Bryan Vander Tuig: [00:35:41] The first is addressed to those of us who are here that have received Jesus as our Lord and Savior, we've taken that step of faith, we're in the room, right, we're in the upgraded room. But there's application for us in this, and the application is this that Paul teaches that because of Christ's life and death, God's righteousness brings about transformation, right? God wants to transform us in Christ through the work of the Holy Spirit in us. The evidence of the sealing of the Spirit in us is our obedience of faith, it is our obedience of faith, of growing in faith, of submitting to the work of the Holy Spirit each and every day, and allowing God's Spirit to sanctify us, to change us from the inside out. That's the application for us who are believers in Christ, and so my question to you is, are you submitting to the work of the Holy Spirit each and every day? Are you surrendering to Christ each and every day, and every day saying, more of you, Jesus, less of me, more of you, Jesus today, less of Brian? Change those hard places in me, take away the anger, God, take away the lust, God, take away the greed God, sanctify me by the work of Your Holy Spirit, that's the application for those of us who are followers of Christ, to grow in obedience of faith.

Bryan Vander Tuig: [00:37:17] The other response is, for those of you who might be here this morning, who have not taken that step of faith. And maybe you are going through life and you're thinking, man, I'm a pretty good moral person, I'm pretty ethical. I do my best to do the right thing with people in business and in my personal life, and overall, I think I'm doing pretty good, I think I'm going to end up in a good place. And this morning's message, I think, makes it pretty clear that no one, apart from Christ, can fulfill the demands of God's holy and perfect law, and you will come up short. So the good news is that Jesus did it for you, he obeyed that law for you, and he took your sins for you. And when you come to him in faith, he gives you new clothes, clothes of righteousness, not dirty and filthy rags, but white robes of righteousness, and God will see Jesus as he looks at you.

Bryan Vander Tuig: [00:38:22] And so I want to invite you this morning, if you have not taken that step of faith, to take it. If God's prompting your heart, don't ignore that. And after the service, there's going to be people up here, elders, and prayer partners, and I'll stay up here. And if you just want to come up and just pray with somebody, and man, there would be people that would love to have that conversation with you.

Bryan Vander Tuig: [00:38:46] And if you're part of that first group and you're thinking, man, I want to walk in obedience of faith and I know Jesus is my Savior, but I'm really struggling; please come up and pray as well, we would love to cover you in prayer. Amen?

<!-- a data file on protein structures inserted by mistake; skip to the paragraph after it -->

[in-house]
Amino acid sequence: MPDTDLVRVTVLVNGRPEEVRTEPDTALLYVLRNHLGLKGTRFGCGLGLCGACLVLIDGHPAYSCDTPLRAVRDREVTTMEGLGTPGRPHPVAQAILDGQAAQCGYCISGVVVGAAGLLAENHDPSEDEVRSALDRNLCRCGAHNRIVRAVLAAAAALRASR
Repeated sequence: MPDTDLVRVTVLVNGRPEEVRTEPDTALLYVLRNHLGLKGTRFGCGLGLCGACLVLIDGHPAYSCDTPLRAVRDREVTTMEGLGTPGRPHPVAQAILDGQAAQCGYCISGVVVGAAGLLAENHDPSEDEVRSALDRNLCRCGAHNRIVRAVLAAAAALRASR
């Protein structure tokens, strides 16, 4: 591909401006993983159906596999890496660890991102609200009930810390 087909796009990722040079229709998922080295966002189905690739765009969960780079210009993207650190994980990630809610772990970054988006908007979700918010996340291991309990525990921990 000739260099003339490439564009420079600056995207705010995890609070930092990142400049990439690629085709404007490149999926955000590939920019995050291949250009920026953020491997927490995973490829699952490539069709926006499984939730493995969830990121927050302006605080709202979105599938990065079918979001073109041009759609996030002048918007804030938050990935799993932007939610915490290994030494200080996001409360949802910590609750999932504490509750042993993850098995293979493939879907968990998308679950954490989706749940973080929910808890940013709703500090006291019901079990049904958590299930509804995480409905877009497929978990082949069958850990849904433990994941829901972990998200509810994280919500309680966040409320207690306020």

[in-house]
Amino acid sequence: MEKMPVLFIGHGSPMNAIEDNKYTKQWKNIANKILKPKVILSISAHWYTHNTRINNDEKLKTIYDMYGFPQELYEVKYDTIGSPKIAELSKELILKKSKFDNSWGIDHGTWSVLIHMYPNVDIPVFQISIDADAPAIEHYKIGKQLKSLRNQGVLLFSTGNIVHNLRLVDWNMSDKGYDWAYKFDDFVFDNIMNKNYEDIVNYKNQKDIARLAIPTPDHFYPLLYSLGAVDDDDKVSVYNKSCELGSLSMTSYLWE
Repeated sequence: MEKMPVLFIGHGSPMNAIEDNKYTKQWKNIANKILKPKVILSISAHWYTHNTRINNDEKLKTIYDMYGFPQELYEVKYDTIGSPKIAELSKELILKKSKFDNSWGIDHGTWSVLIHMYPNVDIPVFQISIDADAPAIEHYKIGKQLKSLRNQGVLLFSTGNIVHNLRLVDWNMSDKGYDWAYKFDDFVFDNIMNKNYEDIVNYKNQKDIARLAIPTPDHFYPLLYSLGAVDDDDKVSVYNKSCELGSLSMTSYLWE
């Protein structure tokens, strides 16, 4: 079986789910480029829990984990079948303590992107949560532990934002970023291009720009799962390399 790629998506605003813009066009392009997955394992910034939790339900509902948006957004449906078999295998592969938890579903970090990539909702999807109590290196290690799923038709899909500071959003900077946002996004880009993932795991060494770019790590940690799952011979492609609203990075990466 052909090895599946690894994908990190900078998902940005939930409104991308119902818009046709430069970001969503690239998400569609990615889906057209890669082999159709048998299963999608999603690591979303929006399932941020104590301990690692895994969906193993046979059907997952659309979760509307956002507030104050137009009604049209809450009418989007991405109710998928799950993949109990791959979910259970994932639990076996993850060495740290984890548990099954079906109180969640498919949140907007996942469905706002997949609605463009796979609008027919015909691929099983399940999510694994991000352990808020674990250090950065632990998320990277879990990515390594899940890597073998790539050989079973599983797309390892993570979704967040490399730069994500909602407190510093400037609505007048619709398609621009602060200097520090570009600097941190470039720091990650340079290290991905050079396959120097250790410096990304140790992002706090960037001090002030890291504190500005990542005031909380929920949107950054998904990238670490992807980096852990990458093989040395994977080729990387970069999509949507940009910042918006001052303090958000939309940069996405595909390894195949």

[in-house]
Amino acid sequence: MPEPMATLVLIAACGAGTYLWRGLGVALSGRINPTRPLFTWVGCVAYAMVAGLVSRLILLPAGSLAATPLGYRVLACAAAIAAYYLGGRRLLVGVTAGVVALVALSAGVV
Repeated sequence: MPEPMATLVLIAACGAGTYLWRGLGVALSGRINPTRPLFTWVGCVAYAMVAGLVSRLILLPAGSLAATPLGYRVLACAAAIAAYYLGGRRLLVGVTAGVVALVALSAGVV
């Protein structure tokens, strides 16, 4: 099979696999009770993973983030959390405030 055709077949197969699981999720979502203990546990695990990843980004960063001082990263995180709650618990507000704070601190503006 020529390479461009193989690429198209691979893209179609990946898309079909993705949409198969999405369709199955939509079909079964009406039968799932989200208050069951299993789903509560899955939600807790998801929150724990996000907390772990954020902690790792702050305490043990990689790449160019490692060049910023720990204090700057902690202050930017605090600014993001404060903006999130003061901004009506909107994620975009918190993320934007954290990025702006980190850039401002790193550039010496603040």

Bryan Vander Tuig: [00:39:00] Let me close us in prayer. God, I'm so grateful that you're a God who stepped into our mess. You're not just some God who sits back in the cosmos and just lets everything kind of take care of itself, you're a God of love and you're a God of mercy and you're a God of grace, and you stepped into our mess, and you created a way for us to come back to you. It was broken in the garden, but through God in Christ, we are redeemed, we are free, we are saved, and we bless you for that. You deserve the glory, you deserve the praise, you deserve to be exalted, you deserve to be magnified.

Bryan Vander Tuig: [00:40:04] God, I pray for this body of believers. I pray, God, if there are men or women or young people in this room who have received you by faith but are struggling in their journey of faith, God, I pray that by your spirit you would work in their hearts today, that you would encourage them, that you would embrace them with your loving arms, God, and that we would be a church that covers them and prays for them and encourages them and walks alongside of them so that we can all grow together in faith.

Bryan Vander Tuig: [00:40:35] And God, if there are some here this morning who don't know Jesus and have not received the upgrade. God, I pray that your Holy Spirit would prompt them this morning, that they would come into your incredible family. Incredible, not because we're incredible, but because you're incredible. So God, do your good work this morning. We pray this in the powerful name of Jesus, the one who took our sins and the one who blesses us with His righteousness. Amen.

Bryan Vander Tuig: [00:41:09] Brothers and sisters, have a great week, God bless you. If you are wanting prayer, please come to the front, we would love to pray with you.

Recorded in Upland, California.